Deck 16’s Impulse is a deceptively simple game on paper. All it asks of you is to guide a little neon circle (a.k.a. “your craft”) from point A to point B and notice how gloriously fun those ancient, physics-based propulsion mechanics still are. Intriguingly it does consider itself a mash-up of Super Meat Boy and Lunar Lander too.
The fact that it starts off with fourteen levels worth of tutorials should of course be indication enough that Impulse is not as straightforward as one would expect. Simple to grasp, yes, that it definitely is and its controls are as intuitive as these things get, but even coming close to mastering the little devil requires efforts of herculean proportions.
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Your simple thruster will indeed move your craft towards your (clicked) mouse cursor. It won’t obviously be able to calculate the effects of gravity or atmospheric drag though, nor estimate the trajectories of baddies or manage to avoid all sorts of deadly collisions.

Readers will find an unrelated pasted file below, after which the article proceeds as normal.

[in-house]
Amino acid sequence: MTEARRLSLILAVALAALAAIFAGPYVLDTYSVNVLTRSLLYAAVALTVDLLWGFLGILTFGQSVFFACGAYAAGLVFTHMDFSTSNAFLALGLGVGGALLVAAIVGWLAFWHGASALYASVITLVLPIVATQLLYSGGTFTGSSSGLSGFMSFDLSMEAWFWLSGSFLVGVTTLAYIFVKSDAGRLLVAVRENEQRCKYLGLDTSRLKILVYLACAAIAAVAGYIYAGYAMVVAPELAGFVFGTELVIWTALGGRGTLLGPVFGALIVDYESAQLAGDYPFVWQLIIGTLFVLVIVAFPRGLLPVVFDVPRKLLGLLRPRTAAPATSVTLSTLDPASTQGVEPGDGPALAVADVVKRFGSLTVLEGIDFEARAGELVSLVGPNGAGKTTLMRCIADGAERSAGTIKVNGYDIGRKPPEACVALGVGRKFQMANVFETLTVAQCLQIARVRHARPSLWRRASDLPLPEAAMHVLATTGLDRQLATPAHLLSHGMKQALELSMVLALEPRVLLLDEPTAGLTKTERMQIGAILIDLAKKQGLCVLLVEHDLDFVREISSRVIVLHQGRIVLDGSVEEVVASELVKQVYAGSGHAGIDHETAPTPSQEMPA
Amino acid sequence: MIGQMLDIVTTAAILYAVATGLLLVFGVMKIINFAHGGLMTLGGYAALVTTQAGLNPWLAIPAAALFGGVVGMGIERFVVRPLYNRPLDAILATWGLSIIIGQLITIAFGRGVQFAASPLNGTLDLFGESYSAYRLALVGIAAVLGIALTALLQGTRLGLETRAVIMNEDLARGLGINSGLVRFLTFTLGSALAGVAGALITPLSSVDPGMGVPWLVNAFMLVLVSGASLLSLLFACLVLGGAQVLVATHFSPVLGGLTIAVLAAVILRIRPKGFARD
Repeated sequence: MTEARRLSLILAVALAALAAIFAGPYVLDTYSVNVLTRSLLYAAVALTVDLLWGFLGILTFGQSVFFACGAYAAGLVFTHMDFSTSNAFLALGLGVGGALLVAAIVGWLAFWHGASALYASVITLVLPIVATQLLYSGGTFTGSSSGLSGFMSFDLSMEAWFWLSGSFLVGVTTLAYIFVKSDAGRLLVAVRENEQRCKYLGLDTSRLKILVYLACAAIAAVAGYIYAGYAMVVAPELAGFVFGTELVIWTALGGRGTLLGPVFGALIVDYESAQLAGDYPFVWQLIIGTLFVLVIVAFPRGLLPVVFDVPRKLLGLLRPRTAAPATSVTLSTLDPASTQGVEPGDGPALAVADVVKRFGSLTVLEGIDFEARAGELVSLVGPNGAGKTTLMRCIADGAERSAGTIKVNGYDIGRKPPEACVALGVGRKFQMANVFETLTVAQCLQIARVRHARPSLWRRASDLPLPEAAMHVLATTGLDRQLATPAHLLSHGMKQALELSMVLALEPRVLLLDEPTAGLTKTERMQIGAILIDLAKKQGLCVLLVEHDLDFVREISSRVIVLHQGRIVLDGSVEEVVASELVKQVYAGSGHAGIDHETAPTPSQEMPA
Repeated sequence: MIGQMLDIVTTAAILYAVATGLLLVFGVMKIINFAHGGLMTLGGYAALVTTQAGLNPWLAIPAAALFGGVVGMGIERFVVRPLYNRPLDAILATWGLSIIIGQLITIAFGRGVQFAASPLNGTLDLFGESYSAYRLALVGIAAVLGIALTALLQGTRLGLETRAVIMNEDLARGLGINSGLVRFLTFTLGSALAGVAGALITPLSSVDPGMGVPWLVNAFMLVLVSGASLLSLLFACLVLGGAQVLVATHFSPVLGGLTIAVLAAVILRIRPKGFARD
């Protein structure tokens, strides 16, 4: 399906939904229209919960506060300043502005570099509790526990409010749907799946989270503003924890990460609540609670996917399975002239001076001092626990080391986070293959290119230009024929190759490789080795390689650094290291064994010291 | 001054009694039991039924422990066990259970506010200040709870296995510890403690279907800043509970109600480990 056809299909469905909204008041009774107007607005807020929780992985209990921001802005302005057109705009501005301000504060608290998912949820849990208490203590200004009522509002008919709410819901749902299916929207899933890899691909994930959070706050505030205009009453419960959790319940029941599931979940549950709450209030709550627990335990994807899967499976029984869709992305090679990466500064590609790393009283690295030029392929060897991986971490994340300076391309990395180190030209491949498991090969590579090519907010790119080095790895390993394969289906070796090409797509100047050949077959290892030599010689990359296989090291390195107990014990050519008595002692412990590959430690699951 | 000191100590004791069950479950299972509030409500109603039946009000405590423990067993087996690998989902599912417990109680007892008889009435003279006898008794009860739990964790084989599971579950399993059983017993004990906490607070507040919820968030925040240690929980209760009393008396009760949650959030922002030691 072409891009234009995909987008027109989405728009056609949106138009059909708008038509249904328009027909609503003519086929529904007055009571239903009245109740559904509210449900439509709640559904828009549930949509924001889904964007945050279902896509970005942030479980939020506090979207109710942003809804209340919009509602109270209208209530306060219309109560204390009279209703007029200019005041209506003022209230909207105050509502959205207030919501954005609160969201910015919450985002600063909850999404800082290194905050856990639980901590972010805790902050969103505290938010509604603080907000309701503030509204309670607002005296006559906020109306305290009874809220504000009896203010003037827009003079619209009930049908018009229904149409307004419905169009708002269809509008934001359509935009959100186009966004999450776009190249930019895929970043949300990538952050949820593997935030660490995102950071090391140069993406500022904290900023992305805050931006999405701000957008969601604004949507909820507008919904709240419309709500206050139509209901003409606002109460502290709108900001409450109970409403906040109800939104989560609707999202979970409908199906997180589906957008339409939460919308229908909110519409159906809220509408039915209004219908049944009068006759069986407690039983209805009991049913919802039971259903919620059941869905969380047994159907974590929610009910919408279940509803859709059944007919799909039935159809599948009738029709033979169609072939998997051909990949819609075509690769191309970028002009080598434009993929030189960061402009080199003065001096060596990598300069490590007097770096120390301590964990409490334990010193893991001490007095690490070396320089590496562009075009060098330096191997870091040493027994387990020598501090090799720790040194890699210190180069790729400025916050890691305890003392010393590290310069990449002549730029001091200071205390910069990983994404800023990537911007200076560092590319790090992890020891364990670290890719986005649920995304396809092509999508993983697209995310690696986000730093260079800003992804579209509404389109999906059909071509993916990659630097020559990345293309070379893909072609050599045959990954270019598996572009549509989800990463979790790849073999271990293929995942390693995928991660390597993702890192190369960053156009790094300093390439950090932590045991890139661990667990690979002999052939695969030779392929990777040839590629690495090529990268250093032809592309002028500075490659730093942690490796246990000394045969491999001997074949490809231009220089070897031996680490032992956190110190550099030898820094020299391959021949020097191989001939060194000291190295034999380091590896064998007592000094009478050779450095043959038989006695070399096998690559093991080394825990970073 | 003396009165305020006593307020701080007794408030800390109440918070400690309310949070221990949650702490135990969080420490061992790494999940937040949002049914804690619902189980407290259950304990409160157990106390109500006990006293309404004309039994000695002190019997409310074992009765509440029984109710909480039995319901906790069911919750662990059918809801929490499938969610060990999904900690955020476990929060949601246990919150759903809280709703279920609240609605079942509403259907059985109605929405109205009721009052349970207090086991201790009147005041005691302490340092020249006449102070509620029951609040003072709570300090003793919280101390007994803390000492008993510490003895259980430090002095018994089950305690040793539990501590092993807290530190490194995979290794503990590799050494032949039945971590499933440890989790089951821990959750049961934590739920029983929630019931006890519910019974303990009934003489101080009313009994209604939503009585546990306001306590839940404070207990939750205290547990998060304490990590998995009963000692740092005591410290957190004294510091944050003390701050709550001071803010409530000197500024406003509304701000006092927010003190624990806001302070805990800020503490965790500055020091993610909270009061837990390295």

Deceptively, just to ease you in I suspect, the first twenty levels (including tutorials) will be a relatively smooth sail with, probably, less than a hundred deaths. Another seven to eight hours and you’ll already be tackling level 49 and basking in the admiration of your fellow gamers. Throw in a month or so and you’ll beat the whole bloody game and earn my undying respect or, at the very least, have a devilishly good time trying to.
Impulse may be a tough nut to crack, but it’s brilliantly designed and never gets frustrating. Besides, you’ll never tire of dying. This is a game of a thousand deaths that keeps transforming itself.
Drag, gravity, time limits and all of its other variables are liable to change with each and every level. Gravity could be strong, weak or non-existent; it may even pull in odd directions, whereas your craft’s thrusters could be anything between powerful and puny, while environments range from the vacuum of space to super-dense seas.
Impulse, as you scholarly types must have already deduced, constantly (and fairly) plays around with its rules, missions styles and keeps mixing things up, effortlessly mutating itself from a physics-based puzzler to a frantic avoid-’em-up or anything in between. The variation in its (god and expert players only know how many) levels is simply staggering.
Obviously, equivalent amounts of versatility are also required of you. Switching from a puzzle to an arcade mindset and from precision to reflex focused gameplay is both required and deeply rewarding. As rewarding as the thing’s excellent soundtrack some would argue.